5 reasons I'm keeping my private health insurance

Private health insurance premiums have gone up … again.

If you have private health cover (like almost 50% of Australians), you’re probably already feeling the pain of the April 1 increase, which saw the average premium rise by about 4% – or approximately $200 per year.

The premium increase coincided with the release of a survey by the Consumers Health Forum of Australian, which found that out-of-pocket bills exceeding $10,000 are not uncommon for patients with breast cancer and certain chronic health conditions.

Not surprisingly, many of us are starting to ask the question: Is private health insurance really worth it?

Before we can answer that, here’s a quick reminder on what private health insurance actually covers.

First of all, it allows you to be treated as a private patient in a public or private hospital. This enables you to do everything from choosing the doctor or hospital you are treated in, to skipping the public patient queues to access treatment sooner. Your premium will pay for some, or all, of the in-patient costs of being treated in hospital, depending on the level of cover selected.

If you elect to take out extras as well as hospital cover, your private health insurance pays a portion of the fees when you access services not covered by Medicare, such as ambulance, physiotherapy, optometry, general dental and podiatry services (although the services and level covered depends on the policy you select).

Of course, every policy also has caps on total rebate you receive and restrictions on the types of procedures and level of cost it will cover, which regularly leaves patients paying “the gap”, or out-of-pocket costs, which aren’t covered by either Medicare or your private health insurance.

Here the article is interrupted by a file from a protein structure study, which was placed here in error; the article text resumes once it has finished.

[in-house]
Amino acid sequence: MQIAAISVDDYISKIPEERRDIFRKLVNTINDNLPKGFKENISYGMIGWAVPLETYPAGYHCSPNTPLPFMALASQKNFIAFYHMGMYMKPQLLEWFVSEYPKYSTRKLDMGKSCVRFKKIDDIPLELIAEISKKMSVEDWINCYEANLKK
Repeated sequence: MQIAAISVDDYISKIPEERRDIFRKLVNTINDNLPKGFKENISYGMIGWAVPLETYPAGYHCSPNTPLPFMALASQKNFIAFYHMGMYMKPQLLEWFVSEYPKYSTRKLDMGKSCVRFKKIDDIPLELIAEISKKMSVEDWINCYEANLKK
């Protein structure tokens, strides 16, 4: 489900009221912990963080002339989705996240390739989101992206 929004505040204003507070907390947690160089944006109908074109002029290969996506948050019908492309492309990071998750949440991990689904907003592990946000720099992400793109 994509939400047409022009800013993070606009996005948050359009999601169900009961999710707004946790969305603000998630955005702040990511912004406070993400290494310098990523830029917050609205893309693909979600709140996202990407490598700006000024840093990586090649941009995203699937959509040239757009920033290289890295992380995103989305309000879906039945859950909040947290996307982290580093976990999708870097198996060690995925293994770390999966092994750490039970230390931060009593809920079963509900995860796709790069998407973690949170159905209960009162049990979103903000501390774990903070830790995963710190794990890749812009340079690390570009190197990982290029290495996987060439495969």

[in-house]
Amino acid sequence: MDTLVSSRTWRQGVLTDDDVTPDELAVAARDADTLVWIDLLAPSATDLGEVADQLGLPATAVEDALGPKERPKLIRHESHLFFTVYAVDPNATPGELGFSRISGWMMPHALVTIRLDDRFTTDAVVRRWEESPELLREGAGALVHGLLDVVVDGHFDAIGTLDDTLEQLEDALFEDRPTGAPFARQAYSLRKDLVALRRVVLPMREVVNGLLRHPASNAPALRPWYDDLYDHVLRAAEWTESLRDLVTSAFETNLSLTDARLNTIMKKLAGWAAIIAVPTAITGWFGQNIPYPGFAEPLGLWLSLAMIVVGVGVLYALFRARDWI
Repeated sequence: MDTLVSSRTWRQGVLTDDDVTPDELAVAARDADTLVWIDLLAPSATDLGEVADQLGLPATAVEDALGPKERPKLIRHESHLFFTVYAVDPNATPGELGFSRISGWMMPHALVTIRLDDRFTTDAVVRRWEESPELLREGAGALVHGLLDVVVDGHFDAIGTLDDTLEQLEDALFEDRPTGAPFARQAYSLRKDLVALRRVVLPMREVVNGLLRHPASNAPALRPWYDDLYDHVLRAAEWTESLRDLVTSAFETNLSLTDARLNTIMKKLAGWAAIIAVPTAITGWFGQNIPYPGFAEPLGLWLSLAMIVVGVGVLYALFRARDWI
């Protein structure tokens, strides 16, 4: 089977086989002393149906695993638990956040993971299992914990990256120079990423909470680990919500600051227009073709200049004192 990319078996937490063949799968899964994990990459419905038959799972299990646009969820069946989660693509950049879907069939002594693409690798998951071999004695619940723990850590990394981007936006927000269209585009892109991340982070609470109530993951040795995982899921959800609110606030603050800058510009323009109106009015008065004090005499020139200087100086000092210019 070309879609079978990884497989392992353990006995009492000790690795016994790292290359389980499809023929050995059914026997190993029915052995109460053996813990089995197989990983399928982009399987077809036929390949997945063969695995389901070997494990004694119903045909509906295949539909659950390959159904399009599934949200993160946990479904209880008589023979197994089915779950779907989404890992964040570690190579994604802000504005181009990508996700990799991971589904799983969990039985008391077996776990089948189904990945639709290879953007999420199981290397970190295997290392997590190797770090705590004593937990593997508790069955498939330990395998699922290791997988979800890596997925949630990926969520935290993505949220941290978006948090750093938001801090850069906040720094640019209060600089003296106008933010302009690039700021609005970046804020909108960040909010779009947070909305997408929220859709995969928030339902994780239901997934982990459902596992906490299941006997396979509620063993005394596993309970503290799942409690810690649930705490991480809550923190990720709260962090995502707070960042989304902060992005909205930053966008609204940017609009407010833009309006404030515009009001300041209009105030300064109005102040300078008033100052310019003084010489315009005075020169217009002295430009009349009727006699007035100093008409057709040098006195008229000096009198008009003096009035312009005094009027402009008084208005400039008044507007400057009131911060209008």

Like many people, I’ve been weighing up the value of forking out hundreds of dollars for premiums each month, especially following my own recent experience with the health system.

After putting up with ongoing sinus and breathing issues I was referred to a specialist, who recommended an operation on my nose to correct the problem.

A few months on, and the surgery was a success – but I was left thousands of dollars out of pocket, despite having private hospital cover.

Despite this expense and after weighing up the pros and cons, I’m of the opinion my cover still provided value. Here’s why:


After putting the surgery off for months, I finally made a decision to have the operation. Having found a surgeon I felt comfortable with, I was given a list of potential hospitals and times where the operation could be performed, allowing me to book a time that suited my schedule, with minimal interruption to work and family life.

Public hospital waiting lists

While emergency treatments are provided promptly at public hospitals, “non-urgent” or elective surgery is often subject to long waiting lists.

While these will vary depending on the hospital and type of surgery required, in 2016/17 the median waiting time in NSW for elective surgery overall was 54 days, with 10 per cent of patients waiting more than 327 days for their operation.

With governments encouraging us to take out private health insurance, and Australian society as a whole creeping slowly towards a user-pays mentality, this situation is unlikely to change any time soon.

The cost of “self-funding” cover